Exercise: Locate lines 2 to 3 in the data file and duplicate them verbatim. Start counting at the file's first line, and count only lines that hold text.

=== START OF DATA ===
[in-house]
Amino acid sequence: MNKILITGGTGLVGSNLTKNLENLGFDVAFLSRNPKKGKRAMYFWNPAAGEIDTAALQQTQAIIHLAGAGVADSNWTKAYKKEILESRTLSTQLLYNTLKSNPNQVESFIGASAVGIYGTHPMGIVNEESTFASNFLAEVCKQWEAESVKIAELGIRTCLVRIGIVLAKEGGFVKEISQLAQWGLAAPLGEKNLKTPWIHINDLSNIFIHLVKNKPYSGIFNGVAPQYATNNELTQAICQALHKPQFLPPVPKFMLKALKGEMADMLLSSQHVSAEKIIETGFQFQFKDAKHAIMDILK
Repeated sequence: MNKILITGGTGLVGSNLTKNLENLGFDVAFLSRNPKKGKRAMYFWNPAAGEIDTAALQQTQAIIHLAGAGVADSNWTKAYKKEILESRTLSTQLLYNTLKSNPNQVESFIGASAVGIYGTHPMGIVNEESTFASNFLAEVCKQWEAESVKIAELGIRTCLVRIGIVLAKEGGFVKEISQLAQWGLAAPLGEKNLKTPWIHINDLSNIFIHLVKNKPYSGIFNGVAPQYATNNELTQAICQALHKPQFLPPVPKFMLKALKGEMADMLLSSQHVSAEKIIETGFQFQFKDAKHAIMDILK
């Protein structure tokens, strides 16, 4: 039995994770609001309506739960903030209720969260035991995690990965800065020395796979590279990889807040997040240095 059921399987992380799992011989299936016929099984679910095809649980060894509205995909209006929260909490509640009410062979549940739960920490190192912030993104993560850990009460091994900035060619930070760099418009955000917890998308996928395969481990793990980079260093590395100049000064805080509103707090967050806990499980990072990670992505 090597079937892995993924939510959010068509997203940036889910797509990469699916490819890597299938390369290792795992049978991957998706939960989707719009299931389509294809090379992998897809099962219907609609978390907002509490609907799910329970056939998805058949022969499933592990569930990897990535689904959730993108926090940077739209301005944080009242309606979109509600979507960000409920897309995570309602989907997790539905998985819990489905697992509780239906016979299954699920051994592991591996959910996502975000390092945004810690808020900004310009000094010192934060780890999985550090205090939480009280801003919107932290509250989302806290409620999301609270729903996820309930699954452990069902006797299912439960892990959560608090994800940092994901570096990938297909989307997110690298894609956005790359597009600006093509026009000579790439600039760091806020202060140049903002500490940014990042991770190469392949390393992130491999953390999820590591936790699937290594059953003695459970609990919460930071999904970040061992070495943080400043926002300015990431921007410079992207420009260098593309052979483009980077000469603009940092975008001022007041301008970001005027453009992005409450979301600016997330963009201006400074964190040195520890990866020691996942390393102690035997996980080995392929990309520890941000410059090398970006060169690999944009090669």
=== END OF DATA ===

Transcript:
Amino acid sequence: MNKILITGGTGLVGSNLTKNLENLGFDVAFLSRNPKKGKRAMYFWNPAAGEIDTAALQQTQAIIHLAGAGVADSNWTKAYKKEILESRTLSTQLLYNTLKSNPNQVESFIGASAVGIYGTHPMGIVNEESTFASNFLAEVCKQWEAESVKIAELGIRTCLVRIGIVLAKEGGFVKEISQLAQWGLAAPLGEKNLKTPWIHINDLSNIFIHLVKNKPYSGIFNGVAPQYATNNELTQAICQALHKPQFLPPVPKFMLKALKGEMADMLLSSQHVSAEKIIETGFQFQFKDAKHAIMDILK
Repeated sequence: MNKILITGGTGLVGSNLTKNLENLGFDVAFLSRNPKKGKRAMYFWNPAAGEIDTAALQQTQAIIHLAGAGVADSNWTKAYKKEILESRTLSTQLLYNTLKSNPNQVESFIGASAVGIYGTHPMGIVNEESTFASNFLAEVCKQWEAESVKIAELGIRTCLVRIGIVLAKEGGFVKEISQLAQWGLAAPLGEKNLKTPWIHINDLSNIFIHLVKNKPYSGIFNGVAPQYATNNELTQAICQALHKPQFLPPVPKFMLKALKGEMADMLLSSQHVSAEKIIETGFQFQFKDAKHAIMDILK